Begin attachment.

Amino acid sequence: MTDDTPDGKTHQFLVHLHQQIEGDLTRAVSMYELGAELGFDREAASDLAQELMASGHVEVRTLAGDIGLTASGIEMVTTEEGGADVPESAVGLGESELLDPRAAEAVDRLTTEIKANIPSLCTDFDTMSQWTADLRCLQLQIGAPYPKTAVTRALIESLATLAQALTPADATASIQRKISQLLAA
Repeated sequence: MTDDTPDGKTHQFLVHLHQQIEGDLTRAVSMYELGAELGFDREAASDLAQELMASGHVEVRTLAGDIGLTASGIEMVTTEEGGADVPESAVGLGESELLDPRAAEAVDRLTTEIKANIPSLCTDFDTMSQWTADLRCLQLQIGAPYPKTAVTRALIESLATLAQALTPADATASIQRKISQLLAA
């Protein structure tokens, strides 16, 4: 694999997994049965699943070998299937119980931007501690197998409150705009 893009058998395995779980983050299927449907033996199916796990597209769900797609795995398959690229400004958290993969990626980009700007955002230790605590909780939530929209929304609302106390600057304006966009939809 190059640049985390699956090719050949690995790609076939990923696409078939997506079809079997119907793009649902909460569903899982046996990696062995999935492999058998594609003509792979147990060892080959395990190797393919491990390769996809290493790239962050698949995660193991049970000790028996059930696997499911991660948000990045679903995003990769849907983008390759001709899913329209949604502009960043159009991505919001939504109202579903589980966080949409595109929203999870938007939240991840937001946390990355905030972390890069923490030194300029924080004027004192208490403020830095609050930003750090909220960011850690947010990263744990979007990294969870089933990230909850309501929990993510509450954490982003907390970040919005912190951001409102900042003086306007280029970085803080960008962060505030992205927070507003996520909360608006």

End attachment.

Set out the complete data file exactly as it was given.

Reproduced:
Amino acid sequence: MTDDTPDGKTHQFLVHLHQQIEGDLTRAVSMYELGAELGFDREAASDLAQELMASGHVEVRTLAGDIGLTASGIEMVTTEEGGADVPESAVGLGESELLDPRAAEAVDRLTTEIKANIPSLCTDFDTMSQWTADLRCLQLQIGAPYPKTAVTRALIESLATLAQALTPADATASIQRKISQLLAA
Repeated sequence: MTDDTPDGKTHQFLVHLHQQIEGDLTRAVSMYELGAELGFDREAASDLAQELMASGHVEVRTLAGDIGLTASGIEMVTTEEGGADVPESAVGLGESELLDPRAAEAVDRLTTEIKANIPSLCTDFDTMSQWTADLRCLQLQIGAPYPKTAVTRALIESLATLAQALTPADATASIQRKISQLLAA
């Protein structure tokens, strides 16, 4: 694999997994049965699943070998299937119980931007501690197998409150705009 893009058998395995779980983050299927449907033996199916796990597209769900797609795995398959690229400004958290993969990626980009700007955002230790605590909780939530929209929304609302106390600057304006966009939809 190059640049985390699956090719050949690995790609076939990923696409078939997506079809079997119907793009649902909460569903899982046996990696062995999935492999058998594609003509792979147990060892080959395990190797393919491990390769996809290493790239962050698949995660193991049970000790028996059930696997499911991660948000990045679903995003990769849907983008390759001709899913329209949604502009960043159009991505919001939504109202579903589980966080949409595109929203999870938007939240991840937001946390990355905030972390890069923490030194300029924080004027004192208490403020830095609050930003750090909220960011850690947010990263744990979007990294969870089933990230909850309501929990993510509450954490982003907390970040919005912190951001409102900042003086306007280029970085803080960008962060505030992205927070507003996520909360608006």